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Employers have a responsibility to ensure that accidents involving personal injury and illness in the workplace are reported.

This is primarily to ensure that the circumstances and causes of the accident are investigated, although there are a number of other reasons for accurate reporting. It is usually line managers or health and safety coordinators that assume responsibility for the reporting.                                                                                                                         

The need to report injuries and illnesses that occur in the workplace is enshrined in UK law under the Reporting of Injuries, Disease and Dangerous Occurrences Regulations (RIDDOR). This is a legal requirement of the Health and Safety Executive (HSE) specifically focusing on accidents and ill health arising at work resulting in more than three day’s absence.


There are some specific definitions of accidents and illness that make this reporting more accurate. For the purposes of RIDDOR, an accident at work is often described as an unplanned event which results in an employee suffering injury in the course of his or her work whilst carrying out authorised work activity, or any accident to a person which arises as a result of the activity where the employer has responsibility.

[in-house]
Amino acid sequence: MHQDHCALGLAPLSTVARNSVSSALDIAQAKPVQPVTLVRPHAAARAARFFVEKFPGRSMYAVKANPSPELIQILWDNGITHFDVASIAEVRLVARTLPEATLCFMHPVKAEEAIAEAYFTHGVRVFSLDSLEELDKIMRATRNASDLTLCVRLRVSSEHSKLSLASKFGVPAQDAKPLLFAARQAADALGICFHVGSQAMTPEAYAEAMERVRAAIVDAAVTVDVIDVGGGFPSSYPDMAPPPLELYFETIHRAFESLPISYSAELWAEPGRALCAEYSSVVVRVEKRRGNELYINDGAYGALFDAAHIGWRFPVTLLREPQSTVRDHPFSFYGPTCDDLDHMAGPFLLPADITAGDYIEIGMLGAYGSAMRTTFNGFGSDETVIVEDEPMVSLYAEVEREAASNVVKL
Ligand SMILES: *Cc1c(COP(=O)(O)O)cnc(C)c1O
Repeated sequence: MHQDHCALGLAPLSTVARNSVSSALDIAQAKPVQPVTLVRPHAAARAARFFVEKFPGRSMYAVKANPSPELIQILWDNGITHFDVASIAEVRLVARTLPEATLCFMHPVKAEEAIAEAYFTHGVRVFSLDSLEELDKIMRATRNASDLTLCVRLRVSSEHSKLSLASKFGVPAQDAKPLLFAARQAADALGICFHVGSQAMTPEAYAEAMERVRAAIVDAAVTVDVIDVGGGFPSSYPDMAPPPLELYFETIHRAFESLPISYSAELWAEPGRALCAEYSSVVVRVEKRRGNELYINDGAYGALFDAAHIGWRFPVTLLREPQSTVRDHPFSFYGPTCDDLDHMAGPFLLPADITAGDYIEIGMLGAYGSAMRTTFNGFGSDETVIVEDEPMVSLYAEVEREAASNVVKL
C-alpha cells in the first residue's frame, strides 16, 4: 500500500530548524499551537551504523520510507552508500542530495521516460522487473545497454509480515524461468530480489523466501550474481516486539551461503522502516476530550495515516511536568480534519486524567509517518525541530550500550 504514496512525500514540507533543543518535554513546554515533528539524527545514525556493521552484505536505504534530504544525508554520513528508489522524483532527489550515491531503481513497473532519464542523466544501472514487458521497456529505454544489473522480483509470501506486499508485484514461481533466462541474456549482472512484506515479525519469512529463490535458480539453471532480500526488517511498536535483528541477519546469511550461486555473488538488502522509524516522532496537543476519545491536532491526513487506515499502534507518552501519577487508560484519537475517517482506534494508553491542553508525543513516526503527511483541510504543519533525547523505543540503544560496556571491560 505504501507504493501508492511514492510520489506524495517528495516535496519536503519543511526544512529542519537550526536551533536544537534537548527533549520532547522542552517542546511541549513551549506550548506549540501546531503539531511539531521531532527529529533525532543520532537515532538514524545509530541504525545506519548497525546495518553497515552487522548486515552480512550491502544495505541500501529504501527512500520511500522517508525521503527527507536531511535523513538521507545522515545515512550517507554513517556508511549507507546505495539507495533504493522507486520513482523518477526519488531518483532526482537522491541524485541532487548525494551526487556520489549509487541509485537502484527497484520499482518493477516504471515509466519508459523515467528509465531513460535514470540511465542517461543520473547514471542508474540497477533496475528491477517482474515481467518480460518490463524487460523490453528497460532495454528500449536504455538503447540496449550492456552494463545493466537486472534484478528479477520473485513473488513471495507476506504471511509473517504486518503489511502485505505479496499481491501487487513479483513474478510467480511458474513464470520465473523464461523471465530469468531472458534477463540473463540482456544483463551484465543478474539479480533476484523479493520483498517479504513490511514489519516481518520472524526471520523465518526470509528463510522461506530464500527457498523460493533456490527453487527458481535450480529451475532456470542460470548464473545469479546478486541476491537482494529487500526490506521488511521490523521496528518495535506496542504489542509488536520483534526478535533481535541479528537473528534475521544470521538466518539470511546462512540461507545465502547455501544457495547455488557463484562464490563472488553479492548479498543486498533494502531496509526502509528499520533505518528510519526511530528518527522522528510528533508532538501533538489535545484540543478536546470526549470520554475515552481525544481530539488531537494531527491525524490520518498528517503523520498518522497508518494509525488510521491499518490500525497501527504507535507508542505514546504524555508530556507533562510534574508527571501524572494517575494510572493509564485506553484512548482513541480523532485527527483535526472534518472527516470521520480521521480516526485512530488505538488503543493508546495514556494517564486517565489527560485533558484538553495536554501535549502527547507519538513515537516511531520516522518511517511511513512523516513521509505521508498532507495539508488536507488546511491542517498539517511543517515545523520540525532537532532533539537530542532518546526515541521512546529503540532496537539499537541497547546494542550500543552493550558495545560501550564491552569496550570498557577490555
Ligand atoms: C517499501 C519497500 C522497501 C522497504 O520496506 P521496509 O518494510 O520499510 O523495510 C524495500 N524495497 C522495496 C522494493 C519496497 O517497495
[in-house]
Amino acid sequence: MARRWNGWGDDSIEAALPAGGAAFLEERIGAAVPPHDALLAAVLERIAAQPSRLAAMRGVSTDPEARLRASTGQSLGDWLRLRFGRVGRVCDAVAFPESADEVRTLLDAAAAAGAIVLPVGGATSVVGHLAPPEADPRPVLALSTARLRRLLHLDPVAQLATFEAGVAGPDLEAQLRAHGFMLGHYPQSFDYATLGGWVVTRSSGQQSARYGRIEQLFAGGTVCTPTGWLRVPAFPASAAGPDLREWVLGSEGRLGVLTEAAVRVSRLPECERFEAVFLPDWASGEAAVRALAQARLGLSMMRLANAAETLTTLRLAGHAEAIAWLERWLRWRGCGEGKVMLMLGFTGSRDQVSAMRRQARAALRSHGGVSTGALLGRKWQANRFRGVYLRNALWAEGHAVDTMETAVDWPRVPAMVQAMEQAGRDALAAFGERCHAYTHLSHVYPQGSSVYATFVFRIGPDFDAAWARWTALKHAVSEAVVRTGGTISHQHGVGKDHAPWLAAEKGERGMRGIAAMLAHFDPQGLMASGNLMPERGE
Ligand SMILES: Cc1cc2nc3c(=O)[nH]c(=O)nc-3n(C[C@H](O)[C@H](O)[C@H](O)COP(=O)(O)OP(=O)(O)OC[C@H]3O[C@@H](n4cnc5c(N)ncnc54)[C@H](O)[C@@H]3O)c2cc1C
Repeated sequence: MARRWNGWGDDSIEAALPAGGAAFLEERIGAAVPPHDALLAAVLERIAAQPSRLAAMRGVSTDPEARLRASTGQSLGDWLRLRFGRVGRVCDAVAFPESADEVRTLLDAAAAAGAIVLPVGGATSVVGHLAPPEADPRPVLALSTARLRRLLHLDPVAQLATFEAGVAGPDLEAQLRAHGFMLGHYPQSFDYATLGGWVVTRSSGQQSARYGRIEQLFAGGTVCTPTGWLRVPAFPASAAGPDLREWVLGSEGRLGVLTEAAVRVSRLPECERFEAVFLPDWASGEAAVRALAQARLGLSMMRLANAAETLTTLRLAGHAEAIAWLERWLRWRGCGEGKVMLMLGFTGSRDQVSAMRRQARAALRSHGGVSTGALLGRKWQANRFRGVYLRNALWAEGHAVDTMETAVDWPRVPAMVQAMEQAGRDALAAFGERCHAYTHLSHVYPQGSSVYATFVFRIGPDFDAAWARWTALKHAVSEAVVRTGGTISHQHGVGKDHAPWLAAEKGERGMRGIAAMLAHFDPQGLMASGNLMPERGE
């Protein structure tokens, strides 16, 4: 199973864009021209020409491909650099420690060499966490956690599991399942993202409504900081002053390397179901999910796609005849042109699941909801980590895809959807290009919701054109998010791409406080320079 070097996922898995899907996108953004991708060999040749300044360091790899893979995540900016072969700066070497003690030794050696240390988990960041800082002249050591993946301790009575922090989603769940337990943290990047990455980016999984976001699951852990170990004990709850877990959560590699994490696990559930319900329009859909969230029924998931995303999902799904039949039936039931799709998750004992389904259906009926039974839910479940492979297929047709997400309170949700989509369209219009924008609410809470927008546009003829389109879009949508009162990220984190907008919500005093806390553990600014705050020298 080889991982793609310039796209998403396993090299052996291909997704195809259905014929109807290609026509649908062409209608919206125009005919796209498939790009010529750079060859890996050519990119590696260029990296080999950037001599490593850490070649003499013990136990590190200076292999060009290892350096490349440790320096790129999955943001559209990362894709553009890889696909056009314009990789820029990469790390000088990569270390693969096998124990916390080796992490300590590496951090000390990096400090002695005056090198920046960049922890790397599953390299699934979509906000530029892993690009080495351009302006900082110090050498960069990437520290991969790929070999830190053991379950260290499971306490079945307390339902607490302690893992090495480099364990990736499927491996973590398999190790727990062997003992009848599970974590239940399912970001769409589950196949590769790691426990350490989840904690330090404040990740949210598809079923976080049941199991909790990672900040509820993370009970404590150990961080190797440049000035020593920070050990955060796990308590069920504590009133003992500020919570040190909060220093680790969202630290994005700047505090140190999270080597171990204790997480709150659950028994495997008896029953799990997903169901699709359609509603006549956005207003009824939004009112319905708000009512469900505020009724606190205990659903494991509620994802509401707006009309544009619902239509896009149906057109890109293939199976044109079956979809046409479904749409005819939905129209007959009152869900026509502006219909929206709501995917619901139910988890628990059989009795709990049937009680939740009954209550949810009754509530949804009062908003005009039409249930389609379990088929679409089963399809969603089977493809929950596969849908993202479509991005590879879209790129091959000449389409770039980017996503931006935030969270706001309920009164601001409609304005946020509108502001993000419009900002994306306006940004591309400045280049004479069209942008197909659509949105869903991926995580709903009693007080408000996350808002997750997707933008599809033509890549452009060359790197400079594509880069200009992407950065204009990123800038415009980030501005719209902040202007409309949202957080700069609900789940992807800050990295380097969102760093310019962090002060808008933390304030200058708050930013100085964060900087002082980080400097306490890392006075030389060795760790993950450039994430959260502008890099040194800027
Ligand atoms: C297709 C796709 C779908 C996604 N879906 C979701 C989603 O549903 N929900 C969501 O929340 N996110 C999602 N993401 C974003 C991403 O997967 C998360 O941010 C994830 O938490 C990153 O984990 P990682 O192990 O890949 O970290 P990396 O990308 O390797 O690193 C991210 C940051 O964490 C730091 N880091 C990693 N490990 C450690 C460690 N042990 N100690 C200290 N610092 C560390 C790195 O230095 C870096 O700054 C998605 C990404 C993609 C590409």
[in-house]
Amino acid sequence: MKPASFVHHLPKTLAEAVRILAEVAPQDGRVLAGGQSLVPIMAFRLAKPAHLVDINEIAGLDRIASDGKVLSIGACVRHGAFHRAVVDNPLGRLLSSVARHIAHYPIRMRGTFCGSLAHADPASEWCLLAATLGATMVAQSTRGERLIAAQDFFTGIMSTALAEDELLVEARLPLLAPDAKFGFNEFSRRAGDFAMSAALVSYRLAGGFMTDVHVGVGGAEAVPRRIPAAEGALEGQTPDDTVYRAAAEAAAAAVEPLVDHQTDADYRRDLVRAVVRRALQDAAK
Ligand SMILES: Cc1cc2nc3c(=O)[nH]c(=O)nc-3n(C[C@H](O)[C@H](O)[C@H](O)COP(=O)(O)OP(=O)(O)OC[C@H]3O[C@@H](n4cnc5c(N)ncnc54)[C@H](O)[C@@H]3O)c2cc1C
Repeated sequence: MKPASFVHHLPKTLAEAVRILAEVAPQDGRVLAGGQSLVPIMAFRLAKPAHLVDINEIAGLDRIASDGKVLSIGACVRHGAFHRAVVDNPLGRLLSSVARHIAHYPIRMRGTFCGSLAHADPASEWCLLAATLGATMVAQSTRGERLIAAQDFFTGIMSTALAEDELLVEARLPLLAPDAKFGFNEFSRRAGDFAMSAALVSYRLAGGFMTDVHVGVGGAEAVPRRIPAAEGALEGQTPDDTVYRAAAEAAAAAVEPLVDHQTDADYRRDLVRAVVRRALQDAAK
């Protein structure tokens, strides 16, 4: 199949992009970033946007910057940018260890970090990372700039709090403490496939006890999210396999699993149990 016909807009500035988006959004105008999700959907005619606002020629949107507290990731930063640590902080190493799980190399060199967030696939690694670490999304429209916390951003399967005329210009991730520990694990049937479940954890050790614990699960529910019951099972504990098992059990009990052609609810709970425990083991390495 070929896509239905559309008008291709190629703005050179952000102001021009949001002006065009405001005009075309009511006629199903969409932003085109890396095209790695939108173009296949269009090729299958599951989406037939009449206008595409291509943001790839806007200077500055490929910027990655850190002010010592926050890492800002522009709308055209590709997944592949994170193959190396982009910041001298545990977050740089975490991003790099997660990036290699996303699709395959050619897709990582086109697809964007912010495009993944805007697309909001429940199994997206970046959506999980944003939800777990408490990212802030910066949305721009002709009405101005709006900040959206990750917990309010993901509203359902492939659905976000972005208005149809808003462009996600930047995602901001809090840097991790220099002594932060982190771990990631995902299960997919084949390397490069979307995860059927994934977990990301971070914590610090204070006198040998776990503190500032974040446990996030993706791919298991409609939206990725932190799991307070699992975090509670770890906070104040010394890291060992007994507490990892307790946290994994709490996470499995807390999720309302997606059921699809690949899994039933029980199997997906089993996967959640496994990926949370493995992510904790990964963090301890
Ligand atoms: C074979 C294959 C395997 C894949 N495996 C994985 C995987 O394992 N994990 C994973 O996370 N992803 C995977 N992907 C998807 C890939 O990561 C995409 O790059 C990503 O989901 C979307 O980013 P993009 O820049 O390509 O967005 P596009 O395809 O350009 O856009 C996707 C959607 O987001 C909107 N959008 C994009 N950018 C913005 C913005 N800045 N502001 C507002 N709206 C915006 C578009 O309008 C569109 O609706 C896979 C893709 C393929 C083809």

Employee’s responsibilities
As well as employers having responsibilities to log and report injury and illness to the relevant governing body, employees are also legally obliged to report any incidents.


You must inform your line manager as soon as possible of any accident or injury occurring at work, however small it may seem. If it’s not possible to inform them immediately (due to hospitalisation or for any other reason), you must advise another employee to do so on your behalf. It’s also required that you report any near misses where injury was avoided.


You also need to report any illnesses as soon as possible and record any incidents in the accident book.


Length of absence
Any absences of over three days due to workplace injury or illness need to be reported within ten days. Reports of absences over seven days must be reported to the relevant authorities within fifteen days. Reports must be kept of any illnesses or injuries that result in three or more non-consecutive days off.


Why record and report
Keeping accurate and detailed records of illness and injury caused in the workplace keeps employers and the HSE informed about the risks involved in workplaces. By identifying where these risks are located, assessments and investigations can be carried out into required improvements. It also allows the HSE to target their work and reduce the number of injuries occurring in workplaces across the UK. Accurate record keeping has been shown to be effective in the fight against workplace injury and illness.

The identification of threats and risks in the workplace has some obvious short and long-term benefits. In the short-term, the risks can be identified and reduced, preventing further injury to colleagues. In the longer-term, working practice can be adapted, safety procedures implemented and personal protective equipment utilised to minimise future risk.

Without the effective and required reporting, workplace risk can remain undetected and pose potential future risk to other employees and members of the public. Which is why RIDDOR is so important and a legal requirement in UK workplaces.


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